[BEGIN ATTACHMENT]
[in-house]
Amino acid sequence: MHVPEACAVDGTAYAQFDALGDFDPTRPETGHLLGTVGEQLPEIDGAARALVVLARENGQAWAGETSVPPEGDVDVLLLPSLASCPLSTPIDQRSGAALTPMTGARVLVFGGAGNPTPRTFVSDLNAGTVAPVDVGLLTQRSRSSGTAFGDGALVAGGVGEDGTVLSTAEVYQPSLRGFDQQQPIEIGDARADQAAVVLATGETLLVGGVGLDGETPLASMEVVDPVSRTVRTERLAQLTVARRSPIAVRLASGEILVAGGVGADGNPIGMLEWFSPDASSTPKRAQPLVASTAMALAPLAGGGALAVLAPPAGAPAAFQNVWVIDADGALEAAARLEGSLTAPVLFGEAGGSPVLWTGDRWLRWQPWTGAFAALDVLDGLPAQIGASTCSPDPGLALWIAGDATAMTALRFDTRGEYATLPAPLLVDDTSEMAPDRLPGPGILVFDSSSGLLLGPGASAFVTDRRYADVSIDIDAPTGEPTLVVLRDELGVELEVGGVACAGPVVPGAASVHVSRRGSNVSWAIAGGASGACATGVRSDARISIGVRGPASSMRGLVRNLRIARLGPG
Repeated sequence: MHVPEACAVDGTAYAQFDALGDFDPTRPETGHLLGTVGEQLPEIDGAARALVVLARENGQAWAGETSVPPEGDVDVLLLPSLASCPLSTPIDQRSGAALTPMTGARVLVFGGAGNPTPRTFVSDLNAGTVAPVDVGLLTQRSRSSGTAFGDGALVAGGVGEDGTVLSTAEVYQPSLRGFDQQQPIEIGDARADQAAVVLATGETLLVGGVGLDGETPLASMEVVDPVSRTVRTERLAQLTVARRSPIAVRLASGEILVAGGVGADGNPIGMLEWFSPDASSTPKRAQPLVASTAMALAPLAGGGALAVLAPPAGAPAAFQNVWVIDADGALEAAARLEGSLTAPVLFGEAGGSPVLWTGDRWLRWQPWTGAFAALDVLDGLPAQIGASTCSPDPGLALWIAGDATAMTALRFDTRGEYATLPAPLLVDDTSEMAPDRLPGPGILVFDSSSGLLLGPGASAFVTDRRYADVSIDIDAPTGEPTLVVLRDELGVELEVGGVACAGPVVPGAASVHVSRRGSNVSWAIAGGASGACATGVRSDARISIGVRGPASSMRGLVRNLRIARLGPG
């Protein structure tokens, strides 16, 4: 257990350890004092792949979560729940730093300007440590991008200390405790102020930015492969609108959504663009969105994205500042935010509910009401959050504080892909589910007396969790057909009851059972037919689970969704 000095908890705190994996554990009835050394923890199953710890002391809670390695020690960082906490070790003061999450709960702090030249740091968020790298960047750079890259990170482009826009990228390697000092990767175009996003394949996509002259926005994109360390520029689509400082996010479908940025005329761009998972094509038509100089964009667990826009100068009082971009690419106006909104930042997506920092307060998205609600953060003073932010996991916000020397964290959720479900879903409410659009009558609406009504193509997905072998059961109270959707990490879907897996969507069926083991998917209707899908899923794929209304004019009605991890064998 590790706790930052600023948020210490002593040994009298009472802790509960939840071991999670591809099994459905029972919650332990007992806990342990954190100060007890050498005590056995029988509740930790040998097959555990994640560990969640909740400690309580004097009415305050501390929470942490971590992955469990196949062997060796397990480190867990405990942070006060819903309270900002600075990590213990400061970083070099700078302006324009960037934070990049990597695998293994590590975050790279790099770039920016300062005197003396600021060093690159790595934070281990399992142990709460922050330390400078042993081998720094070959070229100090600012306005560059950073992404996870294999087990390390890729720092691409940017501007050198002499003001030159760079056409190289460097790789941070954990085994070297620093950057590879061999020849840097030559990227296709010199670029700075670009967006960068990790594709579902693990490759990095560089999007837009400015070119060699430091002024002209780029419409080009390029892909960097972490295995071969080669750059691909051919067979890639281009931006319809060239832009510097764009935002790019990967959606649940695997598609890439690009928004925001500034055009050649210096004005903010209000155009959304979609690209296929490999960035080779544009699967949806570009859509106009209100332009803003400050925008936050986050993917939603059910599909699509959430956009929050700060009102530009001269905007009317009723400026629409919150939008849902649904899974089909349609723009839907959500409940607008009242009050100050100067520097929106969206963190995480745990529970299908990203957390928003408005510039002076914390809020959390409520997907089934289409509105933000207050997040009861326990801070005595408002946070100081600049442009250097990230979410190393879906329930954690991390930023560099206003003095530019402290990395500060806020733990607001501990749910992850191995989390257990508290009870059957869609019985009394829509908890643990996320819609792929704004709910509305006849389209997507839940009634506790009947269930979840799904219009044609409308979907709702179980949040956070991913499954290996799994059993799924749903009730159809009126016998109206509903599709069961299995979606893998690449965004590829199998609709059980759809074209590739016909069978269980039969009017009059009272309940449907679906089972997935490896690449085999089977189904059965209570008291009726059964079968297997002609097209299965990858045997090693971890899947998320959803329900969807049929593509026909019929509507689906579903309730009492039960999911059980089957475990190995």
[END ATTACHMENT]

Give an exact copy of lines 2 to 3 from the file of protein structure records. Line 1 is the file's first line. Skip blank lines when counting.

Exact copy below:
Amino acid sequence: MHVPEACAVDGTAYAQFDALGDFDPTRPETGHLLGTVGEQLPEIDGAARALVVLARENGQAWAGETSVPPEGDVDVLLLPSLASCPLSTPIDQRSGAALTPMTGARVLVFGGAGNPTPRTFVSDLNAGTVAPVDVGLLTQRSRSSGTAFGDGALVAGGVGEDGTVLSTAEVYQPSLRGFDQQQPIEIGDARADQAAVVLATGETLLVGGVGLDGETPLASMEVVDPVSRTVRTERLAQLTVARRSPIAVRLASGEILVAGGVGADGNPIGMLEWFSPDASSTPKRAQPLVASTAMALAPLAGGGALAVLAPPAGAPAAFQNVWVIDADGALEAAARLEGSLTAPVLFGEAGGSPVLWTGDRWLRWQPWTGAFAALDVLDGLPAQIGASTCSPDPGLALWIAGDATAMTALRFDTRGEYATLPAPLLVDDTSEMAPDRLPGPGILVFDSSSGLLLGPGASAFVTDRRYADVSIDIDAPTGEPTLVVLRDELGVELEVGGVACAGPVVPGAASVHVSRRGSNVSWAIAGGASGACATGVRSDARISIGVRGPASSMRGLVRNLRIARLGPG
Repeated sequence: MHVPEACAVDGTAYAQFDALGDFDPTRPETGHLLGTVGEQLPEIDGAARALVVLARENGQAWAGETSVPPEGDVDVLLLPSLASCPLSTPIDQRSGAALTPMTGARVLVFGGAGNPTPRTFVSDLNAGTVAPVDVGLLTQRSRSSGTAFGDGALVAGGVGEDGTVLSTAEVYQPSLRGFDQQQPIEIGDARADQAAVVLATGETLLVGGVGLDGETPLASMEVVDPVSRTVRTERLAQLTVARRSPIAVRLASGEILVAGGVGADGNPIGMLEWFSPDASSTPKRAQPLVASTAMALAPLAGGGALAVLAPPAGAPAAFQNVWVIDADGALEAAARLEGSLTAPVLFGEAGGSPVLWTGDRWLRWQPWTGAFAALDVLDGLPAQIGASTCSPDPGLALWIAGDATAMTALRFDTRGEYATLPAPLLVDDTSEMAPDRLPGPGILVFDSSSGLLLGPGASAFVTDRRYADVSIDIDAPTGEPTLVVLRDELGVELEVGGVACAGPVVPGAASVHVSRRGSNVSWAIAGGASGACATGVRSDARISIGVRGPASSMRGLVRNLRIARLGPG